The CSM graduate illustrator probing absurdity and humanity through her colourful, inviting work
With a style that’s “predisposed to a world of solid lines and pastel colours”, Freya Morgan is trained as a graphic designer but her signature illustrative style indicates the breadth of her brilliant skill-set. Across her portfolio, this visual language is put to use to situate ideas that may be fundamentally serious “in a very saccharin world, so that [she] can feed people [her] philosophy and it comes across as more palatable”. Through her consistent use of isometric grids, pale pinks and gradients, Freya seeks out “that strange depthless perspective” that links the scenes she creates with this world, while simultaneously carving out another.
Within our world, humans are yet to structure themselves in a way that means prosperity and peace for all, and Freya’s consequent frustrations and existential crises lead her to evermore absurd ideas, such as, “what if people were like plants?” In particular, If People Were Like Plants is grounding, reminding us that we are just another organism on earth, “just a blip in the grand scheme of things”; a sentiment which can ultimately help us breath a little easier within our wider context.
Freya’s practice ventures in print-making, animation and making comics, though ultimately she is more comfortable describing herself as an illustrator. That said, she adds: “Because I know what I like and what I think works with design, it really helps me to compose images in a more graphic way.” This cross-discipline approach was honed at Central Saint Martins, where her tutors were instrumental in challenging her ideas, the meaning behind her work and how effectively she communicated both. As a result, Freya has been able to turn her attention to heady concepts like space-time and universal dimensions and produce work in response that makes these subjects accessible to all. No longer should “information be withheld from the majority of society…everyone is entitled to a knowledge of how the world works,” she contends.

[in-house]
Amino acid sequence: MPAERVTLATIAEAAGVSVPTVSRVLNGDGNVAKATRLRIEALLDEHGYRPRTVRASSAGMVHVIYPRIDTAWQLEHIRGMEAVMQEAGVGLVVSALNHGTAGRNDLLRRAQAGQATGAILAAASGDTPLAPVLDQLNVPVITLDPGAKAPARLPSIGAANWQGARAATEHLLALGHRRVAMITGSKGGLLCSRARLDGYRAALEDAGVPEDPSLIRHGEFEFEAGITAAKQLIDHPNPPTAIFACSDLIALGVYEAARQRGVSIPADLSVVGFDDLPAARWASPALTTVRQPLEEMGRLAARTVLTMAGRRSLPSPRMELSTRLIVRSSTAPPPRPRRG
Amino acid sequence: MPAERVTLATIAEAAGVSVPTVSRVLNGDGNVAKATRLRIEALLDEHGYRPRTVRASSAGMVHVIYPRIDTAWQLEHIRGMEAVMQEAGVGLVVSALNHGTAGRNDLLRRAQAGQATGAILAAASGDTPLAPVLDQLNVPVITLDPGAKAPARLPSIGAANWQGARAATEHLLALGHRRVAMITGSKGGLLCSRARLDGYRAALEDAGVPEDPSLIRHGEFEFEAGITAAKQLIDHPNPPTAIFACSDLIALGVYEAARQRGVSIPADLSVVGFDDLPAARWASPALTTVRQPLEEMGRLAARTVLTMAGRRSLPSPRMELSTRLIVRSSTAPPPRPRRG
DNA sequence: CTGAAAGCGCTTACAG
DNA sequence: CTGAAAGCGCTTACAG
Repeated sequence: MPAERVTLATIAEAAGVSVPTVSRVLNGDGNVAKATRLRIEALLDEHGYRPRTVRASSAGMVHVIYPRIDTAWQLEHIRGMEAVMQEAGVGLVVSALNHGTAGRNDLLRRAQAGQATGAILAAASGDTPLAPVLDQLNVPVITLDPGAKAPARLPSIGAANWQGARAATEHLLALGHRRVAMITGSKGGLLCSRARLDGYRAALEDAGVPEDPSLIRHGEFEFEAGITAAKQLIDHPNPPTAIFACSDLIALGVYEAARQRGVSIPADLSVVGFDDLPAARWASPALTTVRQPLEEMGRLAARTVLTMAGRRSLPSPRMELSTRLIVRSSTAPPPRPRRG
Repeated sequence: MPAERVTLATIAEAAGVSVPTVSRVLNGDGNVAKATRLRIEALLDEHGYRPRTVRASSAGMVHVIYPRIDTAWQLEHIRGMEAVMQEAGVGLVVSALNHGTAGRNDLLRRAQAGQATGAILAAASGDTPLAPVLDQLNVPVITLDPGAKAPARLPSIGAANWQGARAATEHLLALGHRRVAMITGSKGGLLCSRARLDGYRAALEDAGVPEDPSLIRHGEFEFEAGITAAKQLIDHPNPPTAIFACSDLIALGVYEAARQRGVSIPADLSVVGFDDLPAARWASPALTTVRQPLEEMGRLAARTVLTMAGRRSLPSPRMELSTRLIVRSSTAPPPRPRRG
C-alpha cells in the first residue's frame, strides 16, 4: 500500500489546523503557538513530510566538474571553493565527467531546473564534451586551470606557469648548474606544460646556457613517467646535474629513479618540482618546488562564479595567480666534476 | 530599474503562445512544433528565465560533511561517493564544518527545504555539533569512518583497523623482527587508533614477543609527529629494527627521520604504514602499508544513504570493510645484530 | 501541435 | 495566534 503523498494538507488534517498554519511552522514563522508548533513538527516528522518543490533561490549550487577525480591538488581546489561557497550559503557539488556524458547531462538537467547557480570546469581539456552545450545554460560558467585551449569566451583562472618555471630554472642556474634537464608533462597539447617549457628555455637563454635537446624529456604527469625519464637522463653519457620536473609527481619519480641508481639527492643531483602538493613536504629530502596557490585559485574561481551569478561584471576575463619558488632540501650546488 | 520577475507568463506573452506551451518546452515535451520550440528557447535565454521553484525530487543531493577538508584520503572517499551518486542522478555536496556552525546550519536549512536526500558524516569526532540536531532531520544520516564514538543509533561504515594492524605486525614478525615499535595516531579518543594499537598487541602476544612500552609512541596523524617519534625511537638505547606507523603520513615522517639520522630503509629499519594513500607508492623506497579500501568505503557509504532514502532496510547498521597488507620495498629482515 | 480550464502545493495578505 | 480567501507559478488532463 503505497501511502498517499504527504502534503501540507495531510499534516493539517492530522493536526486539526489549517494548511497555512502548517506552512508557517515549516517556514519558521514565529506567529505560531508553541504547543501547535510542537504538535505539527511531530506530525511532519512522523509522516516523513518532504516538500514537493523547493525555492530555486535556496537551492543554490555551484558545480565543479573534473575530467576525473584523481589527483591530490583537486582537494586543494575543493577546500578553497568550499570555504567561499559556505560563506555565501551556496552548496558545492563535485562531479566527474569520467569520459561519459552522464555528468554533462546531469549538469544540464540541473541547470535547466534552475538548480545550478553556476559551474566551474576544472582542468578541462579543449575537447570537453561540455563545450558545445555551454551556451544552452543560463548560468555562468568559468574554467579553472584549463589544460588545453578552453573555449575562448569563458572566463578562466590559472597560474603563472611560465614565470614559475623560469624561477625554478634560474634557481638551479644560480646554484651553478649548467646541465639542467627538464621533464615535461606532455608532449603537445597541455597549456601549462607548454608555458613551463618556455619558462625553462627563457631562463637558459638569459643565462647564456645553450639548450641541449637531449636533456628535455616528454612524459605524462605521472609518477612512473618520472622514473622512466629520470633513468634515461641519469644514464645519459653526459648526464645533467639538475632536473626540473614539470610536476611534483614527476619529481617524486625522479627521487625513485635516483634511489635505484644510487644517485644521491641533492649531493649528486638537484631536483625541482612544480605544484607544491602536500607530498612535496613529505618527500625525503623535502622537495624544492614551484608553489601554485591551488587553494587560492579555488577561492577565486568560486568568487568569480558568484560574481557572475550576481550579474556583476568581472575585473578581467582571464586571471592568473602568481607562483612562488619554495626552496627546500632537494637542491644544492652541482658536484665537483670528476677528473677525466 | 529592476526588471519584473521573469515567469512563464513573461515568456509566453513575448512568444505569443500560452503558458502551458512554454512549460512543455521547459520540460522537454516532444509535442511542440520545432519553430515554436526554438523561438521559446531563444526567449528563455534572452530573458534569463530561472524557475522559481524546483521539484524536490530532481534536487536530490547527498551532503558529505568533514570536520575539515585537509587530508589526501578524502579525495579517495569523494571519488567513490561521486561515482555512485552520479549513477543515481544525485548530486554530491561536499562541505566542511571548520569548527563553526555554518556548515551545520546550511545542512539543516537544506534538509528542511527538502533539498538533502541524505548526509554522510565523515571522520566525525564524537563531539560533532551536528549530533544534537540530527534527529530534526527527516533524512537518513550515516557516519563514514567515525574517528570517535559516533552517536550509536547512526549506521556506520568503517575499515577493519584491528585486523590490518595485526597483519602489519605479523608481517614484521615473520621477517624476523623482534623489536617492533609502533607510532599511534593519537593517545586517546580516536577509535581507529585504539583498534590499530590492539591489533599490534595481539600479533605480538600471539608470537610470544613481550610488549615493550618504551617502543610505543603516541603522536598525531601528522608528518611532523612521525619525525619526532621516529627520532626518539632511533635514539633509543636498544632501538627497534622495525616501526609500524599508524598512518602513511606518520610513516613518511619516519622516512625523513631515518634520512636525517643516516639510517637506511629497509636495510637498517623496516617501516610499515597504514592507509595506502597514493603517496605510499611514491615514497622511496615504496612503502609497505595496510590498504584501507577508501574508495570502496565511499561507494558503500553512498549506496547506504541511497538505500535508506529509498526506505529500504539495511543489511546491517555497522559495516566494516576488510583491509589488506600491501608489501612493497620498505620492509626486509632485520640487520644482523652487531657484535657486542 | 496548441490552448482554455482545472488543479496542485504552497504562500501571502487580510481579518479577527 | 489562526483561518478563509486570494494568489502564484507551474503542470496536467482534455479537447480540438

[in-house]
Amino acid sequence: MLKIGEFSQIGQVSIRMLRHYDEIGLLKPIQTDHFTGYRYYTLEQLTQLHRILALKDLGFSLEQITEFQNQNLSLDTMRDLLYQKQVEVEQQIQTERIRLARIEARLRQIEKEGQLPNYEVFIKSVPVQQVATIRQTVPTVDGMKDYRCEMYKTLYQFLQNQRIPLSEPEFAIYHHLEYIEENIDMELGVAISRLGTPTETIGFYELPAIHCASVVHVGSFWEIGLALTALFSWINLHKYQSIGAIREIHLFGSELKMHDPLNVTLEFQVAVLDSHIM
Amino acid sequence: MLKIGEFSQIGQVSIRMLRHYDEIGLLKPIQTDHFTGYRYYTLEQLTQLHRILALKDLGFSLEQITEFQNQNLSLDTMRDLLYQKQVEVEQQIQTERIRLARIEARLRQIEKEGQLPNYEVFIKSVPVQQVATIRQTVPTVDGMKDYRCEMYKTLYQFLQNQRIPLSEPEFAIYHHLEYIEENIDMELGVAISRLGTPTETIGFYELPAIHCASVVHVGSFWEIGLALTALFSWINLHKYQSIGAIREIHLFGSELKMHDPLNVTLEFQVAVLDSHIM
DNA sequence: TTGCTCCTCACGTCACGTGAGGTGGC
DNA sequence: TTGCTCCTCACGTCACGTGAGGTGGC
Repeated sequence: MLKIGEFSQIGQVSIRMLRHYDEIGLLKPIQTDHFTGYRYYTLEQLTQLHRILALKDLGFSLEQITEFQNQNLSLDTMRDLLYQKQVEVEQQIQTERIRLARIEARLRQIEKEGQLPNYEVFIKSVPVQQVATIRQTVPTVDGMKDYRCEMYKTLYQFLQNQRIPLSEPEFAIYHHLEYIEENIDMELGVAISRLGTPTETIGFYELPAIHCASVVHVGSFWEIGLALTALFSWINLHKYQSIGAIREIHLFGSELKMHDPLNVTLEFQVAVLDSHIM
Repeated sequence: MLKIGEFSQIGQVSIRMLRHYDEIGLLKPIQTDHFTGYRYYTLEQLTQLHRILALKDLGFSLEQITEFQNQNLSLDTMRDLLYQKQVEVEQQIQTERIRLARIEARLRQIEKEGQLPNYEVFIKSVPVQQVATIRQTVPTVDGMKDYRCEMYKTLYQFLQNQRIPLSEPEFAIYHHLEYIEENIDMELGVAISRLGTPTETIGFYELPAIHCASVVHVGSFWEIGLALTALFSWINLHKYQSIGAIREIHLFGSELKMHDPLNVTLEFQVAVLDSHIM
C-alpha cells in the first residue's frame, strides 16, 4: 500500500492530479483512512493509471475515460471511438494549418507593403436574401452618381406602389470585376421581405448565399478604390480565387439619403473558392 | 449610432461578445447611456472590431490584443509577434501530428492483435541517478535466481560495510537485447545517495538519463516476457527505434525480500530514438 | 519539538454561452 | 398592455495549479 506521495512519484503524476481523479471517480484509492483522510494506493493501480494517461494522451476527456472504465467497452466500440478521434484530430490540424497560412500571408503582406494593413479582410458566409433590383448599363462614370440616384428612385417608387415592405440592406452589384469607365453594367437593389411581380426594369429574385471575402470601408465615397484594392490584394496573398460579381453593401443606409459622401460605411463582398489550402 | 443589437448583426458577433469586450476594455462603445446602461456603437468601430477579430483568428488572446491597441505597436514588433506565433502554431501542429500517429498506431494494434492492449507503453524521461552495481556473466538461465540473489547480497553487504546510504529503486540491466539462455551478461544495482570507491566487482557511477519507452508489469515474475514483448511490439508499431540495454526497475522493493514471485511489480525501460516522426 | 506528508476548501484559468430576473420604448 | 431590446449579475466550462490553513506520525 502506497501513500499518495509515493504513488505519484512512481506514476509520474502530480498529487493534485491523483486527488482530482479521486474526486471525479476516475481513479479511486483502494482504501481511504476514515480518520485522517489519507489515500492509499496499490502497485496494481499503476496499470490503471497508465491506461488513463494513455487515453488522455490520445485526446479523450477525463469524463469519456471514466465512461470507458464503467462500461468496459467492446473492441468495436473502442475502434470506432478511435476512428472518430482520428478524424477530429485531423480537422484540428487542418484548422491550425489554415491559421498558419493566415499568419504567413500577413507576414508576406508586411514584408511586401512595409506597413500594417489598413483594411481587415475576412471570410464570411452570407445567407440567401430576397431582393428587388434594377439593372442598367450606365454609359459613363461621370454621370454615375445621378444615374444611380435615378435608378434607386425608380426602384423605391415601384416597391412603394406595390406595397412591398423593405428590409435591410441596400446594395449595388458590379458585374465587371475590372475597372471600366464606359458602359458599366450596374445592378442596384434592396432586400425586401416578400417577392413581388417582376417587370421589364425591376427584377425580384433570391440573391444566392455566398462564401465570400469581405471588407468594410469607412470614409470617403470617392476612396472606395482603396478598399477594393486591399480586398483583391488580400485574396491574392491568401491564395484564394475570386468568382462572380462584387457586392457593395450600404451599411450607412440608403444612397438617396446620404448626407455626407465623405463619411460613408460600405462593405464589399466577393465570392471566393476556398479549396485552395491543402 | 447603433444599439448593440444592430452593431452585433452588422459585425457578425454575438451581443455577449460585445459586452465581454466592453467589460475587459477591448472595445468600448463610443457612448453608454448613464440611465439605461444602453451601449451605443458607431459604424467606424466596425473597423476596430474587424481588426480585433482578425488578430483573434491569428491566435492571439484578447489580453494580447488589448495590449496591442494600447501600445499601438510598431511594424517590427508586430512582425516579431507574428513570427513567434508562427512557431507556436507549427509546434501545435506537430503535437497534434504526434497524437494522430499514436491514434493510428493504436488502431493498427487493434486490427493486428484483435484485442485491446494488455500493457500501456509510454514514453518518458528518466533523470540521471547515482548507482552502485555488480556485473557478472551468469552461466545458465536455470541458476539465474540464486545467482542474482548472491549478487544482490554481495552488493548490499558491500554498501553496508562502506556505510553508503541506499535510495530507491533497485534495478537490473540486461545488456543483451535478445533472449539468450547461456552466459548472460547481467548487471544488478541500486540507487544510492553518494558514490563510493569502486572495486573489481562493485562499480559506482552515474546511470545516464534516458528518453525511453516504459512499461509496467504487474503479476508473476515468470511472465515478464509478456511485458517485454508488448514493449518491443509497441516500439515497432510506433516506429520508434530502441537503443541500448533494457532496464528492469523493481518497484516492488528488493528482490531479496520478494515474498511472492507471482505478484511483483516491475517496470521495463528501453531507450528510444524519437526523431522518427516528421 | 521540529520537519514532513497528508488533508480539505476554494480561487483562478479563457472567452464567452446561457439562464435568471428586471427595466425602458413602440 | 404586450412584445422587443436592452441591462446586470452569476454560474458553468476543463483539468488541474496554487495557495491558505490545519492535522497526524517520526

Nevertheless, despite her marvellous array of work encompassing a variety of disciplines, life after university has not been completely smooth. Without the structure of university and the facilities that came along with it, a lot of time is spent wondering “where the next paycheque will come from and what you actually want to do with your life”. For Freya, a big part of this process is keeping up with her personal projects alongside other commissions to ensure she continues creating to satisfy her own tastes as well as others’.
Collaborations are on the horizon, too, which speaks to Freya’s penchant for keeping moving and developing her method. Needless to say, despite this current period of uncertainty Freya is rightly optimistic for the future: “I really have no idea where I am going, but I’m okay with not knowing that.”